Andrea Decker said she can't thank the team enough for embracing her daughter during a time of hardship.
“Not only was Lorelei touched by the Thunder, but I think they were actually touched by her,” she said. “They saw in her a reminder that this is about something bigger than basketball — they have a chance to impact a lot of lives, and one of them is this little girl who is also impacting lives they may never be able to touch.”
Also new to the Thunder extended family this year: Shelia Turner, grandmother of five, who received a free home renovation at the hands of several players in April; Tyler Ryan, who received the Devon Community Hero Award in January for saving the life of a stranger last year and losing a leg in the process.
“It helps you keep your spirits up and stuff,” Ryan said. “The most moving part about it was when everybody in the stands stood up and clapped. It was really crazy that so many people care.”
It's because the Thunder — the organization and its players — represents more than a team sport and entertainment option, said Dan Mahoney, the team's vice president for communications and community relations.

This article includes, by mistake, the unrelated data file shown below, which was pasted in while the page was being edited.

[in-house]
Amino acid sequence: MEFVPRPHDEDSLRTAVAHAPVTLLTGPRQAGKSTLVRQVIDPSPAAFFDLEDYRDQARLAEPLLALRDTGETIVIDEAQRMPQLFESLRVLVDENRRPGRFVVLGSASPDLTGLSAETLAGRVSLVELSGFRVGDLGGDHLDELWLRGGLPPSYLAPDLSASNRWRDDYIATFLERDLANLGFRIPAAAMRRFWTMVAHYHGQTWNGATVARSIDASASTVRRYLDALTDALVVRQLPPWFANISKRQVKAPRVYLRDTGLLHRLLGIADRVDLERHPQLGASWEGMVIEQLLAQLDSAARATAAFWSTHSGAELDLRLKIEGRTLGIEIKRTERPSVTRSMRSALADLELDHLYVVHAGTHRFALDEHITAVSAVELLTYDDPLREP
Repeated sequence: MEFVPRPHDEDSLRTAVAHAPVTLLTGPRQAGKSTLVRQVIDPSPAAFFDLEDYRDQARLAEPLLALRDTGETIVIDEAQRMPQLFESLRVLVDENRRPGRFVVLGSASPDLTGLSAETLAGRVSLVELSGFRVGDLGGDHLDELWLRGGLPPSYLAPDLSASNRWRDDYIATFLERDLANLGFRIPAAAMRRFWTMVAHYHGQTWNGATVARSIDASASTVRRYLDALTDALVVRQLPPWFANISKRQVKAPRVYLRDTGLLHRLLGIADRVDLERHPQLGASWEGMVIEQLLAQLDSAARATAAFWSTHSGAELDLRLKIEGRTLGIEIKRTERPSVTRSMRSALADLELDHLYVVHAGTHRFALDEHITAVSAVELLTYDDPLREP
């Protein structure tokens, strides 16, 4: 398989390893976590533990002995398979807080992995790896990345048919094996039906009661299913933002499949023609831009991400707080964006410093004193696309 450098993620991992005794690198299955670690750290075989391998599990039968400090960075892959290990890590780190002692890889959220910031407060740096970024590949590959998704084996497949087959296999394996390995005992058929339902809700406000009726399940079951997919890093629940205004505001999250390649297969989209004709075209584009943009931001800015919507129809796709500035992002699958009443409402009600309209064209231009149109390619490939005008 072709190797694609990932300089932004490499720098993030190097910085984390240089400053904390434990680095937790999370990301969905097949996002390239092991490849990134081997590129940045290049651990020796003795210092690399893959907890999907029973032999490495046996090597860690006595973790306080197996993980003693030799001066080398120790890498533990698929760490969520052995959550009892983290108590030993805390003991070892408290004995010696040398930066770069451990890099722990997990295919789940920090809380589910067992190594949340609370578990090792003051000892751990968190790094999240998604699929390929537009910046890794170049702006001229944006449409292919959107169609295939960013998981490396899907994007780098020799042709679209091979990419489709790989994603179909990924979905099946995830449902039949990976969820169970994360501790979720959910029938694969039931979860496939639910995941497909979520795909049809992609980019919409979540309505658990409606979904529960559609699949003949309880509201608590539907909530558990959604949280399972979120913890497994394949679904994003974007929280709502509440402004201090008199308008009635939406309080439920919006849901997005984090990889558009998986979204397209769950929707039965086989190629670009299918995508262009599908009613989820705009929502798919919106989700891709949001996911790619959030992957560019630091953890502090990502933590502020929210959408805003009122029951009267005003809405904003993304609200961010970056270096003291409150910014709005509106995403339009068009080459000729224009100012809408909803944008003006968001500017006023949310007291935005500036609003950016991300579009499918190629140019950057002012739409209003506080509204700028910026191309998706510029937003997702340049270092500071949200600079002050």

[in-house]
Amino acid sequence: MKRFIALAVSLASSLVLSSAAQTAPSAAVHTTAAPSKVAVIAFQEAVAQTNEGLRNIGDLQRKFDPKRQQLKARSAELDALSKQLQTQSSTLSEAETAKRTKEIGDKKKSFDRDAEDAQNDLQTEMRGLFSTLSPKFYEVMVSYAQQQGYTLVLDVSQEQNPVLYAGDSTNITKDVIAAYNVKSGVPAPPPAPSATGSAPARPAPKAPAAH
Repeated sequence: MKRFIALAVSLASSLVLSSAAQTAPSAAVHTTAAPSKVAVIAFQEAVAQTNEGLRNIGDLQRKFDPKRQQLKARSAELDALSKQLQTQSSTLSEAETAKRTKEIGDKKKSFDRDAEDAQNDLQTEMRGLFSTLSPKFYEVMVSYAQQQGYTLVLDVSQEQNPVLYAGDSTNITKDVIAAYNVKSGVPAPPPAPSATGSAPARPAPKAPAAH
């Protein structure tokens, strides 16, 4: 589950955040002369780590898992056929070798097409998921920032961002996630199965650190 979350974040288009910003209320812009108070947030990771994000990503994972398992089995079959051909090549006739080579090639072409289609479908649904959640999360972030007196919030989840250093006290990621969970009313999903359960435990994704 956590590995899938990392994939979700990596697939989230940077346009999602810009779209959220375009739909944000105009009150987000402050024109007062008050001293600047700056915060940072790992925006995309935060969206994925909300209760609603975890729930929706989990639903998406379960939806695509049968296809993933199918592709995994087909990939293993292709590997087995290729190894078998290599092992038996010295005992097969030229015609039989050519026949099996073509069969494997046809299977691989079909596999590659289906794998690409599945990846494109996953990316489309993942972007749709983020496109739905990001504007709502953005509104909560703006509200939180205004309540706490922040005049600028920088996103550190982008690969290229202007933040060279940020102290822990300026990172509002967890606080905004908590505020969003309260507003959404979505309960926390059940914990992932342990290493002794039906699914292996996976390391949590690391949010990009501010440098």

Being a good community asset carries with it a certain sense of responsibility, Mahoney said.
And if you think it's all about publicity, you're wrong. When Reggie Jackson visited Bricktown shooting victim Norman Richards II in his hospital room earlier this month, no cameras or reporters came along.
“It's a prime commitment for us, for the Thunder, to give back every chance we get,” Mahoney said. “So we did reach out to him and his family just to show our support, just to show that we're with them and will do what we can to drive his spirits up to recover.”
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